A load can be rightfully rejected for several reasons, such as the goods were not delivered at the agreed-upon time or shifted in transit and were damaged. When a load is wrongfully rejected by the consignee, such as rejecting the load due to alleged temperature abuse, missing seals, etc., this can create an uncomfortable and stressful situation for your driver as he/she is left to deal with an unsatisfied customer. In many cases, drivers are not allowed on the dock, so they may not even get the chance to contest the allegation. In other cases, your driver may be gone before word arrives that the load was rejected.
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Protect Yourself from Thefts and Hijackings

Cargo theft and hijackings are a real danger to drivers. When out on the road, there are safety and security techniques that can help deter would-be hijackers and protect you from harm. Remember, if you see something, say something. Notify your employer, the shipper/receiver, or local authorities if anything looks out of the ordinary. Read the information below, and determine how you can help prevent cargo theft and protect yourself from would-be thieves.
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Mirror Use: A Key to Safe Driving

Mirrors are an essential piece of safety equipment. A skilled driver knows how to use mirrors to help manage the space around the truck and avoid crashes while changing lanes, backing, turning, and during startups. Are there actions you can take to improve your driving skills and reduce the risk of a crash by using your truck’s mirrors more effectively? Read the information below.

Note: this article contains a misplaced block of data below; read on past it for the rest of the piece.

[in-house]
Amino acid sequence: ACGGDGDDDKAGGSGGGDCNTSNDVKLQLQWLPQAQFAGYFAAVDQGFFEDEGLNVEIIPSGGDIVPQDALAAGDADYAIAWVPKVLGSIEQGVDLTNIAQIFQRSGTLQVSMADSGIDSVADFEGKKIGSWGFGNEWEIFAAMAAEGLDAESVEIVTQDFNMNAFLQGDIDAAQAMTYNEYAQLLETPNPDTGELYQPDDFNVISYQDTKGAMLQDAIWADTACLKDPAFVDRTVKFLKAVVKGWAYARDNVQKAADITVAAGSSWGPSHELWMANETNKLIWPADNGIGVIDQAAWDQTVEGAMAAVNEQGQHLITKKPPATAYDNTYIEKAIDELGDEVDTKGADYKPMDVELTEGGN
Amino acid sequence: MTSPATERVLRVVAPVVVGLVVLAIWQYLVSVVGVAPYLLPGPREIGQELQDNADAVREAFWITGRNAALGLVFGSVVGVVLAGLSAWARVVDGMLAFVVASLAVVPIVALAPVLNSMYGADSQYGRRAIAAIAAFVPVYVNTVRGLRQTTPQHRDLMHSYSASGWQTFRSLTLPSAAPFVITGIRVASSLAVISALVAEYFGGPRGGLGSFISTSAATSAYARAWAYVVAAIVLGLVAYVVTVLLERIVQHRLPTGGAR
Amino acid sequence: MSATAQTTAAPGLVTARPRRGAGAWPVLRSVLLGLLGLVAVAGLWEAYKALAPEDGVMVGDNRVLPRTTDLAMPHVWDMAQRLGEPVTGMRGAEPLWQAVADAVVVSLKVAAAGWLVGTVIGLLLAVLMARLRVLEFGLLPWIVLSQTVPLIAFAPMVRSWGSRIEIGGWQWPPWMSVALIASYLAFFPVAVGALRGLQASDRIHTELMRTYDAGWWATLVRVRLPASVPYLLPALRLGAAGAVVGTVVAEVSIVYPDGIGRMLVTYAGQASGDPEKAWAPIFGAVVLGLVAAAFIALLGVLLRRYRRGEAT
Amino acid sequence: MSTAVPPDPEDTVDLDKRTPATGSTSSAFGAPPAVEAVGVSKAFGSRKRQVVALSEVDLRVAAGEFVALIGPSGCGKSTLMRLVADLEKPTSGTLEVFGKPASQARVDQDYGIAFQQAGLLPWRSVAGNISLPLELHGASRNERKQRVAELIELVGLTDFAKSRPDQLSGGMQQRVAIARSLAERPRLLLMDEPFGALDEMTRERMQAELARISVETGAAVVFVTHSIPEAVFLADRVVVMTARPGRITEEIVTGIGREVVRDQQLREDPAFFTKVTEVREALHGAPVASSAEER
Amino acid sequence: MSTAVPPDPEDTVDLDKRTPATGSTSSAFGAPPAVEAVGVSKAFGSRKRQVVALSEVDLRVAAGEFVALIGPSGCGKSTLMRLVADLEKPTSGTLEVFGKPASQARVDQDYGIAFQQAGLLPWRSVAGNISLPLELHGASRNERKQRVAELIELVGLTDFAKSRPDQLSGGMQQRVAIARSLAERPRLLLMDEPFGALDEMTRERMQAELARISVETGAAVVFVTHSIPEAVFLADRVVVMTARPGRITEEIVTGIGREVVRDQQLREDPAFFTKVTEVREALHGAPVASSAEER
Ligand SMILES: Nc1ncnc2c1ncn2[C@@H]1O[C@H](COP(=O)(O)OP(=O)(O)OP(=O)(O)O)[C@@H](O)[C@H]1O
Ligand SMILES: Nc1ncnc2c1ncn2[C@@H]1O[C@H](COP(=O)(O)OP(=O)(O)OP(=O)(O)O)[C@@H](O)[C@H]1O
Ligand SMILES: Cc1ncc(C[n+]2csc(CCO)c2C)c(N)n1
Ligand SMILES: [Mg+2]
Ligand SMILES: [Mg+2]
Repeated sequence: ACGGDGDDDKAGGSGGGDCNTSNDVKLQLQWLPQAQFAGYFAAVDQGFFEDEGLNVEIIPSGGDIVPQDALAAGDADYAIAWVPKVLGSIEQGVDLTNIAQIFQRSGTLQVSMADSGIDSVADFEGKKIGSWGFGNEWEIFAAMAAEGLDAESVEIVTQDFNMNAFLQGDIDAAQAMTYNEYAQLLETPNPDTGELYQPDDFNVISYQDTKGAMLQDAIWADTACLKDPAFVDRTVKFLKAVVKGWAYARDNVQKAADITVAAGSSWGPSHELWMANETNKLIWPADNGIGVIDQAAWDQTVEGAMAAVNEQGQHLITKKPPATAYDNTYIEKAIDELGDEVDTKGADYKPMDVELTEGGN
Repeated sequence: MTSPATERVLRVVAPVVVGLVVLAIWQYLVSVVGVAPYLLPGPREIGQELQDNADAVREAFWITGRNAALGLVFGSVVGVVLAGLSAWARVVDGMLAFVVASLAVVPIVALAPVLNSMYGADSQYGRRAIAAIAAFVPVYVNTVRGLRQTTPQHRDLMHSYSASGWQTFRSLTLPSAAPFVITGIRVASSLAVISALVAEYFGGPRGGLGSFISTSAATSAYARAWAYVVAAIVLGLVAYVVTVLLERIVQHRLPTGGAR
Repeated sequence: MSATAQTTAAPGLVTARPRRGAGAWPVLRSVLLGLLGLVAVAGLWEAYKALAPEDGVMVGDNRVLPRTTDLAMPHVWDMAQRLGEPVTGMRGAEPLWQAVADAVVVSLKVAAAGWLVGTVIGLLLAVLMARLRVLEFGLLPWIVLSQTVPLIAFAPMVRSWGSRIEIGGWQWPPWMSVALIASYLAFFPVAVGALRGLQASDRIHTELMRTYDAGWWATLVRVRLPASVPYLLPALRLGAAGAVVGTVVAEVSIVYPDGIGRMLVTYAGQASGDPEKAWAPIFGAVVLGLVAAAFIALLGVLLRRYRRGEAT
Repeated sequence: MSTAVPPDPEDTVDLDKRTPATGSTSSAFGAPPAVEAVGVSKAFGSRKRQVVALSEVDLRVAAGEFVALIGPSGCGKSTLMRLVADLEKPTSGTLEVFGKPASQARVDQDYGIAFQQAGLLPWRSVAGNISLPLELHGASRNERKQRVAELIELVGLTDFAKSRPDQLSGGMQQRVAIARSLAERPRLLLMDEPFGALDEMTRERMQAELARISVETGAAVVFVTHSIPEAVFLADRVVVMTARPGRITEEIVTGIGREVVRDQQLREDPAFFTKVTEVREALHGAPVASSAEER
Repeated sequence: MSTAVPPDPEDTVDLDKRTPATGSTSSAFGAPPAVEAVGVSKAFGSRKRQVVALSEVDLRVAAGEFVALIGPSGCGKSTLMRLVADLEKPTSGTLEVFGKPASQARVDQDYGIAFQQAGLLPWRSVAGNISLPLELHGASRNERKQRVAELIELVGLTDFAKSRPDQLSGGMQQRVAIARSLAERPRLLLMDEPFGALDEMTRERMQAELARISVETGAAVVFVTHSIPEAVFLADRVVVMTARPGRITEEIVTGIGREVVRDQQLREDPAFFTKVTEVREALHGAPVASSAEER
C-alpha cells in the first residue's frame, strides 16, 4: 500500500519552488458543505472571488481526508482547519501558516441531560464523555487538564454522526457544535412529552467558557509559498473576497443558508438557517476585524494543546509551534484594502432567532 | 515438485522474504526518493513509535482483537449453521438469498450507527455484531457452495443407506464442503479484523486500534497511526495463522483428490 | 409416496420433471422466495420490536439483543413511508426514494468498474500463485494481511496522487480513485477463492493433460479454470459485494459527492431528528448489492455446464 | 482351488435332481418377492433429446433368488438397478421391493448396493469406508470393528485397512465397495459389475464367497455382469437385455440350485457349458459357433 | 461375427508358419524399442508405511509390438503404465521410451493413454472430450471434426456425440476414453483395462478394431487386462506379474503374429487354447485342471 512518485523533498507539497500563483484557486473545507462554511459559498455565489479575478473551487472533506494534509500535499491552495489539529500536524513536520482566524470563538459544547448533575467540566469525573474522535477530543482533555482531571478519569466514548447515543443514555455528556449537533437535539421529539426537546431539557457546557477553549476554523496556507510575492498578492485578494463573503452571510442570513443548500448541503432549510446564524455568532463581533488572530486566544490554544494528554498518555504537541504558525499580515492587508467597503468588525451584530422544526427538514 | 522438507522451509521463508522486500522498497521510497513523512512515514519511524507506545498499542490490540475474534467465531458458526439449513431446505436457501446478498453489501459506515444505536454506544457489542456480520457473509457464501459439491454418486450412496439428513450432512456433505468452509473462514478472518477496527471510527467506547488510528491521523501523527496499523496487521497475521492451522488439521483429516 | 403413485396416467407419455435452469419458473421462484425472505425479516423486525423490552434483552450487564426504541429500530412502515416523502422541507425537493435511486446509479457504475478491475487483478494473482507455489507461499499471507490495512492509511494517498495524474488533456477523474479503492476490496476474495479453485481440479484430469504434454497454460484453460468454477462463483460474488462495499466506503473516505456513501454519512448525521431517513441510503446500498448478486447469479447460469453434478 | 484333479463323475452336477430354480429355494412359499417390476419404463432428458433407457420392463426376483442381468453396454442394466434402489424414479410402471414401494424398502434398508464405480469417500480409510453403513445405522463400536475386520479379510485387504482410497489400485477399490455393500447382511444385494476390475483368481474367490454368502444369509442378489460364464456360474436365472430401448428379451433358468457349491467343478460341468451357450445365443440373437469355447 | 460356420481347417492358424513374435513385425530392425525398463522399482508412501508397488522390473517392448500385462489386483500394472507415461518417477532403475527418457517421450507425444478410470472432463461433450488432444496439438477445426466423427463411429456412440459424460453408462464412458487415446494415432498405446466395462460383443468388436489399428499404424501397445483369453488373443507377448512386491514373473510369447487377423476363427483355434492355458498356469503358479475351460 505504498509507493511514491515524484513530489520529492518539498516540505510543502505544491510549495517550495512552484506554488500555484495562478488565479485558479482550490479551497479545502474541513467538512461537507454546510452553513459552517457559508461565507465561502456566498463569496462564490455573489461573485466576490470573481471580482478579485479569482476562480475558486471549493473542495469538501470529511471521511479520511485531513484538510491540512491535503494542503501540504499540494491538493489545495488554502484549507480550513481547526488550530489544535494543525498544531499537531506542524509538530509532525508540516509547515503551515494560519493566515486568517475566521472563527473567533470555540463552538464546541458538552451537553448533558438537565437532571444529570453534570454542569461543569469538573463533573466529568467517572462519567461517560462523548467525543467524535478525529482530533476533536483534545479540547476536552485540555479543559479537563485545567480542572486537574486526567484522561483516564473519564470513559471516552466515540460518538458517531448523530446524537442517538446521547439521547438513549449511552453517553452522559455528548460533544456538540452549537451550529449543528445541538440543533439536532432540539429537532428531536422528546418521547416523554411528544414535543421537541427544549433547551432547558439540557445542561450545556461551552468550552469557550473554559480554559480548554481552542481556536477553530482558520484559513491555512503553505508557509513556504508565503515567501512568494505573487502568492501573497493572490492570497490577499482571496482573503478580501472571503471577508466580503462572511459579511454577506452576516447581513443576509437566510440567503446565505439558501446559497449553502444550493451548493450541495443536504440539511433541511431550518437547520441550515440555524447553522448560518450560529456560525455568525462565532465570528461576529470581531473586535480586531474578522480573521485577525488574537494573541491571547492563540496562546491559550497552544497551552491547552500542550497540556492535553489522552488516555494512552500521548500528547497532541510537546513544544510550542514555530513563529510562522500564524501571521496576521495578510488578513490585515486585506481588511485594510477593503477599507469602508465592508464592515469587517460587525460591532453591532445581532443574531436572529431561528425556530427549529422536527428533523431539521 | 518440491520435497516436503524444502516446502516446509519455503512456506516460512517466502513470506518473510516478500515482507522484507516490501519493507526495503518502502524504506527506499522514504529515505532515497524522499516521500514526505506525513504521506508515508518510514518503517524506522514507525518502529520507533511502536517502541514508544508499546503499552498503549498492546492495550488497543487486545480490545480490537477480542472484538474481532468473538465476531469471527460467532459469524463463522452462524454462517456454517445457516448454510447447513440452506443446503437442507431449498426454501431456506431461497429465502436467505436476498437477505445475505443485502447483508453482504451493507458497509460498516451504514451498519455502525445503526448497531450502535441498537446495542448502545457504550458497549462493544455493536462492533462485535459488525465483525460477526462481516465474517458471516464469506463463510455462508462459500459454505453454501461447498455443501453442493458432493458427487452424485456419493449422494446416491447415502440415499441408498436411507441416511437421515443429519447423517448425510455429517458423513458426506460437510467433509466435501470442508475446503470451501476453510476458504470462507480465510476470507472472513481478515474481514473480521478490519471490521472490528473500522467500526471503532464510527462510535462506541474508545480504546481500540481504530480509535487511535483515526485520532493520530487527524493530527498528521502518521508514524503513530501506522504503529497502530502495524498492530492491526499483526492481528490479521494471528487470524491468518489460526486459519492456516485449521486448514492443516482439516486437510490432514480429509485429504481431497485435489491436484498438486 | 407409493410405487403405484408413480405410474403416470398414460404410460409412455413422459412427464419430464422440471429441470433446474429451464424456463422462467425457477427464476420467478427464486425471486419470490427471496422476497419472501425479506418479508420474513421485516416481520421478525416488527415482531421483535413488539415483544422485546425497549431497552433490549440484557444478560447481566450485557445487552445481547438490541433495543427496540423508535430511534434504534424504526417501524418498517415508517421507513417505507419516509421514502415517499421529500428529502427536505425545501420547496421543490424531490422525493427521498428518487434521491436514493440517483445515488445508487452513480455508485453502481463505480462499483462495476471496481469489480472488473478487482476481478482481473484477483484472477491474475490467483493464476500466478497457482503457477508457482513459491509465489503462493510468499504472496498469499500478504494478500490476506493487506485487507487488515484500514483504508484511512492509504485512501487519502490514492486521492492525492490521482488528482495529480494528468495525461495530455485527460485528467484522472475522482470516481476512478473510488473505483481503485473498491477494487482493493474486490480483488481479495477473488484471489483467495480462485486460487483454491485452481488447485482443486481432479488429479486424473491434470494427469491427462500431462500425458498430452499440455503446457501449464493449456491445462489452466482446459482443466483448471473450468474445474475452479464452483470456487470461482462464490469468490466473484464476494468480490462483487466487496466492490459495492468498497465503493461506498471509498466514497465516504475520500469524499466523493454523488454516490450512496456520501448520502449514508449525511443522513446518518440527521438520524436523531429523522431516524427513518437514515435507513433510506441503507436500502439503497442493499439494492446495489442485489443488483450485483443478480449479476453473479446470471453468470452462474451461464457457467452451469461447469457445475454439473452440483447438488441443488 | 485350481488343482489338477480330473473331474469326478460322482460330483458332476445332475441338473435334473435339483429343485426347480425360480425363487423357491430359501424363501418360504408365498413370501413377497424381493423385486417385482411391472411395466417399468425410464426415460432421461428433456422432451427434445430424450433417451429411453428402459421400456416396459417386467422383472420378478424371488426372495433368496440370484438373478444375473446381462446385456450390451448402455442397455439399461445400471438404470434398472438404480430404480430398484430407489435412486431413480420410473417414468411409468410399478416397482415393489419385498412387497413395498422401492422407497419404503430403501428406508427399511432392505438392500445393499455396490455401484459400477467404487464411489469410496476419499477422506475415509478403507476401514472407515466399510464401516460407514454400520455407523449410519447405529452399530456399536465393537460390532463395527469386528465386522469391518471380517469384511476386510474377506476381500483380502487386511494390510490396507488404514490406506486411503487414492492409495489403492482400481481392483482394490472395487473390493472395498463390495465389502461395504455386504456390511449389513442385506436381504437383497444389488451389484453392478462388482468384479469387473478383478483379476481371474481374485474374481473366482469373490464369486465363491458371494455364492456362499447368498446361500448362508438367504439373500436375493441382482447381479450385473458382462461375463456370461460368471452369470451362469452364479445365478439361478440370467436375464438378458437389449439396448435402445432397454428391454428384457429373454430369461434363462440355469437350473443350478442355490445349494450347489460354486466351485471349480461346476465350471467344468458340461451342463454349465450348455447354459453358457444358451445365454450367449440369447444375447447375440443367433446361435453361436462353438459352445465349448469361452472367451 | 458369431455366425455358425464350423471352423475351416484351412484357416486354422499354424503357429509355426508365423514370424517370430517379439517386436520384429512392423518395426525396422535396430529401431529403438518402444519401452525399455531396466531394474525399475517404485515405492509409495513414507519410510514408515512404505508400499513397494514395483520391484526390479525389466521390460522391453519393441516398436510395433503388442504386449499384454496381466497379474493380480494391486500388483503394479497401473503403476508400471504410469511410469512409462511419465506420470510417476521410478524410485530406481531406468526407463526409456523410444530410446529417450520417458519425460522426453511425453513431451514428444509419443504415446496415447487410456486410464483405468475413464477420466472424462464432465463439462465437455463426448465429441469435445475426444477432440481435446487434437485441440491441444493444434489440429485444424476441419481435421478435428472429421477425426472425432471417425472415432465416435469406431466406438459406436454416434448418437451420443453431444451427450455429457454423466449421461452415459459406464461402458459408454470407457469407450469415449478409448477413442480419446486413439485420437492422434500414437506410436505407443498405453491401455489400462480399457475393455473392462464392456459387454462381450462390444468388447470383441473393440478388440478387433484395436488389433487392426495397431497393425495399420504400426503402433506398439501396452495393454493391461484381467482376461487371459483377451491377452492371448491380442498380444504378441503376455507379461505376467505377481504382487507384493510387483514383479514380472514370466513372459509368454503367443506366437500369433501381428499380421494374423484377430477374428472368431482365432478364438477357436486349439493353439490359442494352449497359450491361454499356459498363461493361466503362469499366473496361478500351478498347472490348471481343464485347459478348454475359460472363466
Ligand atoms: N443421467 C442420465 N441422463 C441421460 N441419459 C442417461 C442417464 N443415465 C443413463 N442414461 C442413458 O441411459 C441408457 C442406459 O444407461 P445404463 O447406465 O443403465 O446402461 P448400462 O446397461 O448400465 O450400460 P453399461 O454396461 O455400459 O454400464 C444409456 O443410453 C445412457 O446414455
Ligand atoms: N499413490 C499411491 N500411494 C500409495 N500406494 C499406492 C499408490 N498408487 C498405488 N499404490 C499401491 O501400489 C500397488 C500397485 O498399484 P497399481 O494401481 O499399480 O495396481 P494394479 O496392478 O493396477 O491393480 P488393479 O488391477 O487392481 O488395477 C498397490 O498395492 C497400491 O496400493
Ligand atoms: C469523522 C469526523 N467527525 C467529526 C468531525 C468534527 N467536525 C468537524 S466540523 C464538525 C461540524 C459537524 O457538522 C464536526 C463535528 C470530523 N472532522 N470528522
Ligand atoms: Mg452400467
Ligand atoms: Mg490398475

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Technology and Coaching: A Proven Combination to Change Driver Behavior

In today’s trucking environment, where high-dollar litigation has become the norm, driver managers are tasked with an ever-increasing burden to ensure drivers conduct themselves in a safe manner. This is quite challenging since drivers are out of sight most of the time, but technology is catching up to the trucking industry, and motor carriers should be happy about that. Sitting drivers down in front of safety videos is one of the least effective ways to change their behavior. For adults, it is best to show them their performance gaps (i.e., bad fuel economy, moving violations, etc.) and help them find solutions on their own. A proven way to do this is to combine technology and coaching.
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Talent Metrics Every Motor Carrier Should Track

Motor carriers use the word talent to refer to employees, but this reference can include all employees or a select group (i.e., high performers), depending on who you’re talking to. One thing carriers can agree on is that mismanaging talent can have the same negative impact on the company’s bottom line as a crash or injury can have. For this reason, trucking companies should be managing their talent the way they manage their risks: using metrics and key performance indicators (KPIs). To gauge how well the company is managing its workers, an employer can use these talent metrics to measure its performance.